Global warming accelerated since the 1970s and broke more countries’ temperature records than ever before in the first decade of the new millennium, United Nations climate experts said Wednesday.
A new analysis from the World Meteorological Organization says average land and ocean surface temperatures from 2001 to 2010 rose above the previous decade, and were almost a half-degree Celsius above the 1961-1990 global average.
The decade ending in 2010 was an unprecedented era of climate extremes, the agency said, evidenced by heat waves in Europe and Russia, droughts in the Amazon Basin, Australia and East Africa, and huge storms like Tropical Cyclone Nargis and Hurricane Katrina.
Data from 139 nations show that droughts like those in Australia, East Africa and the Amazon Basin affected the most people worldwide. But it was the hugely destructive and deadly floods such as those in Pakistan, Australia, Africa, India and Eastern Europe that were the most frequent extreme weather events.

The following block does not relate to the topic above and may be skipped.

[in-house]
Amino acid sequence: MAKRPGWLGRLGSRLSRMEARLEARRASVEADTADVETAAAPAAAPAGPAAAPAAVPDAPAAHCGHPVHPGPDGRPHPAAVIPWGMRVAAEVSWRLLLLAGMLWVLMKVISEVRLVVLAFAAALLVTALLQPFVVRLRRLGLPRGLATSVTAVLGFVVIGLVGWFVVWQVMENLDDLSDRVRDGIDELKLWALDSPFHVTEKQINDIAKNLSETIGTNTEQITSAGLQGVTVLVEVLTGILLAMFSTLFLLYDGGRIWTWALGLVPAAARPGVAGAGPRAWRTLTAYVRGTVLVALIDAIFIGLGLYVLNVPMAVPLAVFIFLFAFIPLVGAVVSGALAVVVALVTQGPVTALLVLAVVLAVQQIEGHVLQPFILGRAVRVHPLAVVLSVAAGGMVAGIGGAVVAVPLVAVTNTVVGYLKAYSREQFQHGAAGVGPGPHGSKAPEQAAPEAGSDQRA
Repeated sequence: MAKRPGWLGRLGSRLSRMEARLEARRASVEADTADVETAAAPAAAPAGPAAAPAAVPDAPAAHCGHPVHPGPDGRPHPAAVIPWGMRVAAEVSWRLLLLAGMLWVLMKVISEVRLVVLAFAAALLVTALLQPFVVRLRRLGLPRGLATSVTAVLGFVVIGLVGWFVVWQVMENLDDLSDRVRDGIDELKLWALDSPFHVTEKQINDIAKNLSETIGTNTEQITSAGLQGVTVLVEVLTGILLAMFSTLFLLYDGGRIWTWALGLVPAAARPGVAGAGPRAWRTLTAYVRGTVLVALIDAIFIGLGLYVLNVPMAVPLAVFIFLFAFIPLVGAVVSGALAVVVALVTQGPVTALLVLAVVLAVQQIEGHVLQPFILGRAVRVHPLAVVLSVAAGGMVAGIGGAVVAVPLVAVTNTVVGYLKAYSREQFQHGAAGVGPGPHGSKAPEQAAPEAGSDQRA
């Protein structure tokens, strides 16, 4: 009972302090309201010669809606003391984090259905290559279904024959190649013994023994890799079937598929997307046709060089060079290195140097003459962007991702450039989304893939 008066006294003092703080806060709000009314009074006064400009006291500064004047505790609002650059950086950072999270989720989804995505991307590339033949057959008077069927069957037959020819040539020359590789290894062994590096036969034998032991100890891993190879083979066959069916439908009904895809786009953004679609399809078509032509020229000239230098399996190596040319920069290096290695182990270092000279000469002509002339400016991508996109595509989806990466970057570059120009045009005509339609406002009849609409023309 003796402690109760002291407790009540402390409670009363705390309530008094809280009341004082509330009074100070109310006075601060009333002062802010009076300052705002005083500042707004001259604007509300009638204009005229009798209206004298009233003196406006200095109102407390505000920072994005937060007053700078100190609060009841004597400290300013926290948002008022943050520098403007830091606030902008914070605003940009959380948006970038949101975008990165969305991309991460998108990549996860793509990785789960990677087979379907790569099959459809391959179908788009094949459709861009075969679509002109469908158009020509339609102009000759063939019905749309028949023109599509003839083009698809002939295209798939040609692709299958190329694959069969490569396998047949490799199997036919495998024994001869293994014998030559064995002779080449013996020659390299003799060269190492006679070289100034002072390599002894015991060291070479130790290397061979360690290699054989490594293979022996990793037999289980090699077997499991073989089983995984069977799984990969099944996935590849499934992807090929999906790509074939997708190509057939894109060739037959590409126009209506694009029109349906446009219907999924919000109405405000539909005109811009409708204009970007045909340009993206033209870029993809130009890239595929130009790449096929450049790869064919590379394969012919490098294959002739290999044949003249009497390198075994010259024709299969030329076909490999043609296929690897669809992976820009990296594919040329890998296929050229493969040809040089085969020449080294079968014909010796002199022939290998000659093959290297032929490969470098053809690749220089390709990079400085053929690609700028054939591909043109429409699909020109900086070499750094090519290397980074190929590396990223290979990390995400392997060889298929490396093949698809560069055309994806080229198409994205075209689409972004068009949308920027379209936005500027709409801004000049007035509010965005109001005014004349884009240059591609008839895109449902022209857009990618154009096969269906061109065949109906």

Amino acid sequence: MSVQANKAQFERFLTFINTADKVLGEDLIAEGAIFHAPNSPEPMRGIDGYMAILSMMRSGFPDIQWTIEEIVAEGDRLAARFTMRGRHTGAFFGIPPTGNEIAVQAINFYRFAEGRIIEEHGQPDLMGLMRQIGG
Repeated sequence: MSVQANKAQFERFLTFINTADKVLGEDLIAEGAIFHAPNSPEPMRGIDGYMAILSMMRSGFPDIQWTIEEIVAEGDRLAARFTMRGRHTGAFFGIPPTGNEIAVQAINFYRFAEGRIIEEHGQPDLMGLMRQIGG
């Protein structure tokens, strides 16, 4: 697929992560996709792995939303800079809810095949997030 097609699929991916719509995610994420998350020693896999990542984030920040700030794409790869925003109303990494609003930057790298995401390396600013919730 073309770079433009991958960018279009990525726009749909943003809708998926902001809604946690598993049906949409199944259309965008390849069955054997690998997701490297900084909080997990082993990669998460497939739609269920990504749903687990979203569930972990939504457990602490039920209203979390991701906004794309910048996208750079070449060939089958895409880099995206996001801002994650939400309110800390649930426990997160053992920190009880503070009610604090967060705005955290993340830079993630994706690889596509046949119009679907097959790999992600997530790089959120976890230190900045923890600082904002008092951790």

Experts say a decade is about the minimum length of time to study when it comes to spotting climate change.
From 1971 to 2010, global temperatures rose by an average rate of 0.17 degrees Celsius per decade. But going back to 1880, the average increase was .062 percent degrees Celsius per decade.
The pace also picked up in recent decades. Average temperatures were 0.21 degrees Celsius warmer this past decade than from 1991 to 2000, which were in turn 0.14 degrees Celsius warmer than from 1981 to 1990.